Note: October is Learning Disabilities/Dyslexia/Attention Deficit Hyperactivity Disorder (ADHD) Awareness Month
“High achievement always takes place in the framework of high expectation.”
—Charles Kettering, American inventor, engineer and businessman.
As parents, we all want to see our children reach their full potential. Our visions of their successes and accomplishments may vary, but we all yearn to guide our children to greatness. How do we set them up to fulfill their potential? What foundations are we building for them? What roadmaps can we provide to help them navigate on their journey?
I am the proud mother of three terrific children (Biased? Yes!). While each of them is unique and inspiring in their own abilities and qualities, my sons have some very distinct similarities.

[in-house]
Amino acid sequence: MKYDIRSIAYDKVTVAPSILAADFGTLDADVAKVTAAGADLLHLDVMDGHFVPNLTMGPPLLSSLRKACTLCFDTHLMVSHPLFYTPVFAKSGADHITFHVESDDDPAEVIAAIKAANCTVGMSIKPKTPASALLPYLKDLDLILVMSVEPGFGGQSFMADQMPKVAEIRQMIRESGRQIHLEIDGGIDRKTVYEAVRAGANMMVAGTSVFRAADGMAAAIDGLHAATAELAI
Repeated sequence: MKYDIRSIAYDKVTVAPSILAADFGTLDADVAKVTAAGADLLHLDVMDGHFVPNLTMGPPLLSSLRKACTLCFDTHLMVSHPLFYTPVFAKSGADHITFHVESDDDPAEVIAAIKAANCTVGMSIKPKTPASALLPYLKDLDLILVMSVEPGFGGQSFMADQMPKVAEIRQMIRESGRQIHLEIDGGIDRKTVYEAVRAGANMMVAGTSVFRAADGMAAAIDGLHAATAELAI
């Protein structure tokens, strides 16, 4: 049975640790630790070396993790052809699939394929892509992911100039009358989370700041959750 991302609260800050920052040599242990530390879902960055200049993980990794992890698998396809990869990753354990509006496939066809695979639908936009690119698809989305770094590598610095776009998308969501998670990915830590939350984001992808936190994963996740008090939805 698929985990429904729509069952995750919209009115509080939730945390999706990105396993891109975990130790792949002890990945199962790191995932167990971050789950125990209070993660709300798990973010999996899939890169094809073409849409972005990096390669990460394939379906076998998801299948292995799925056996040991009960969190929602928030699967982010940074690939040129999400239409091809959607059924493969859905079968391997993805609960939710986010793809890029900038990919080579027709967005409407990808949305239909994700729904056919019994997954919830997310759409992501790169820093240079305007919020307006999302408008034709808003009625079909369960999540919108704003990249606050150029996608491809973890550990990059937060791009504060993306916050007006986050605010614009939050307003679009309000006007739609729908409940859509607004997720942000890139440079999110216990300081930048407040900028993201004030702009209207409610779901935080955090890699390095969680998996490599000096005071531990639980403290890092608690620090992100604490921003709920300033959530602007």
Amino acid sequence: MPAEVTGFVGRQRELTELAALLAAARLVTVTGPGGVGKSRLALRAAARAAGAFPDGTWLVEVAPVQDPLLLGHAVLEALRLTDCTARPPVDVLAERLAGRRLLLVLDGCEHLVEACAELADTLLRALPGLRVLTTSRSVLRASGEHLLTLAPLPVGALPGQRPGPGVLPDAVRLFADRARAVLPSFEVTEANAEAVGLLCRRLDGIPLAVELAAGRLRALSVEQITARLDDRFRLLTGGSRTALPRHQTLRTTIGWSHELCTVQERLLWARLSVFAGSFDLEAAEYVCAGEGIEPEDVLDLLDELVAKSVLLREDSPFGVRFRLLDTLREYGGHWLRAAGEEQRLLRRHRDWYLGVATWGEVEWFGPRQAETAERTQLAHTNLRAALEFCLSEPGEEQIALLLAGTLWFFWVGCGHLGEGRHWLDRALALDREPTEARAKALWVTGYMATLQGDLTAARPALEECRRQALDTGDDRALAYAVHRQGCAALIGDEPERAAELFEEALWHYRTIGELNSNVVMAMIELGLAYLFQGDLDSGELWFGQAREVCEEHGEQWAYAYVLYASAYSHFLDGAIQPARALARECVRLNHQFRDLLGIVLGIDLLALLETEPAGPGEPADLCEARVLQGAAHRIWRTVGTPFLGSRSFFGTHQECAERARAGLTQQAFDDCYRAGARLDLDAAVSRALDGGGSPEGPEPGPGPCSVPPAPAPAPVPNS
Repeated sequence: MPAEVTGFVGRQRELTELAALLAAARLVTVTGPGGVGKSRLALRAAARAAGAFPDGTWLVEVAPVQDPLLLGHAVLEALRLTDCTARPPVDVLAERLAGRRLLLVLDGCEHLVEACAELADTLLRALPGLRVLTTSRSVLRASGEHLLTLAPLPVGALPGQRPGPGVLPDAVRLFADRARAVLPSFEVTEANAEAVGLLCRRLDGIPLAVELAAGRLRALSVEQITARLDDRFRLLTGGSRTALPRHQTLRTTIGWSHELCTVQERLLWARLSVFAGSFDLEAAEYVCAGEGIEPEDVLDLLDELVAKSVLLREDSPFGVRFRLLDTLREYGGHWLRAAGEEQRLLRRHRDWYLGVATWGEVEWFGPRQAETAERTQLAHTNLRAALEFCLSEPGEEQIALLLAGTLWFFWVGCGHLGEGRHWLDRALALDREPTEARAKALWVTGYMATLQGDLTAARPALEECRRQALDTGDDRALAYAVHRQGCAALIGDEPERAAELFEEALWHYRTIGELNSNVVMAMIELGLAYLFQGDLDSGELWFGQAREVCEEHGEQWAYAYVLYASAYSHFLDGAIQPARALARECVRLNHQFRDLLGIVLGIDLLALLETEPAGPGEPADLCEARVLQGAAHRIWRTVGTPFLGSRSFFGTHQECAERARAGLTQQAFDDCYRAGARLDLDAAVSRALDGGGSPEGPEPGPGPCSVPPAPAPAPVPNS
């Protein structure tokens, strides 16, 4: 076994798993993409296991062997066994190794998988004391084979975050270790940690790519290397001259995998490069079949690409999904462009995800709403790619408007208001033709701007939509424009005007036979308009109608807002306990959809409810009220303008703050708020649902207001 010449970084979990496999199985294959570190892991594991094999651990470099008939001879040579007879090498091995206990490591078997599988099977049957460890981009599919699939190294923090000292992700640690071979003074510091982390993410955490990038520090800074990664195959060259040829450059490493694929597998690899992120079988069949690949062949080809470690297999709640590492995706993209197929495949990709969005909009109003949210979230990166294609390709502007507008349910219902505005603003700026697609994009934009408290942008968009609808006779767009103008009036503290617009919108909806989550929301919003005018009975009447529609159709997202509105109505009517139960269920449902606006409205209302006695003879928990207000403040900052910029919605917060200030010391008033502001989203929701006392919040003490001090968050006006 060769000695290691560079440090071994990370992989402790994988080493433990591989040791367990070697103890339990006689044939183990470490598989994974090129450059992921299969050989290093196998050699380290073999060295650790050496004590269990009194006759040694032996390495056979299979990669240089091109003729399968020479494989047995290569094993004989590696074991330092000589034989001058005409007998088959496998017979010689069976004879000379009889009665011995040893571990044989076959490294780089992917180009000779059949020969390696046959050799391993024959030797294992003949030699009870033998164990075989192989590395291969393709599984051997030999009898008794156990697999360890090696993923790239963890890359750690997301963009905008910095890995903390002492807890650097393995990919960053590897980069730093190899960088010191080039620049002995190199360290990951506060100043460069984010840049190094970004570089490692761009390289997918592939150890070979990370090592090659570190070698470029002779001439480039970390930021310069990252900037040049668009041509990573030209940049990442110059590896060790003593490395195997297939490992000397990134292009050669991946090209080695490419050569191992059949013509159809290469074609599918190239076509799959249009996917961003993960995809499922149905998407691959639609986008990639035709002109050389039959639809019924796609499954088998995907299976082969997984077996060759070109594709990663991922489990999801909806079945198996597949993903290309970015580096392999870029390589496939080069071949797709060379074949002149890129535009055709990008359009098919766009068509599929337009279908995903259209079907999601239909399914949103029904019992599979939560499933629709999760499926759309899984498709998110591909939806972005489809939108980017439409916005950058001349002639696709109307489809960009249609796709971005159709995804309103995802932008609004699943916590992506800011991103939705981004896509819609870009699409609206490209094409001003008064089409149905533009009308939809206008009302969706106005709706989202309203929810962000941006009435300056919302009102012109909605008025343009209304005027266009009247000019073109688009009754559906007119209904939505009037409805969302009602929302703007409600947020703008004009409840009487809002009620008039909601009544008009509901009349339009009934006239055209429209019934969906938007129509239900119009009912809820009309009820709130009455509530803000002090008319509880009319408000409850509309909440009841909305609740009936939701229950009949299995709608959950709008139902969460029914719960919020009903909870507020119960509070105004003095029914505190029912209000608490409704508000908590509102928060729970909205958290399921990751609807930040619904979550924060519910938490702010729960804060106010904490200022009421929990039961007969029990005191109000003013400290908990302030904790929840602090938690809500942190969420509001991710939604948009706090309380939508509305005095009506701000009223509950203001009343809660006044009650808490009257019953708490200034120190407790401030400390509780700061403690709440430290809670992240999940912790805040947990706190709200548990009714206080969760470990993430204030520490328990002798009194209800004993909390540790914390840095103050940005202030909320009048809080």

In the early school years, both began showing similar behaviors: high impulsivity, defiance, acting out, disruption, the inability to follow direction and under-developed social skills.
Both were bright and strong willed and insisted on doing things their own way in their own time.
Both were identified by educators as “challenging and difficult” and by peers as a “bad kid.”
They were both evaluated at five years old, 10 years apart. That’s where the similarities ended.
Let’s start with my older son’s journey.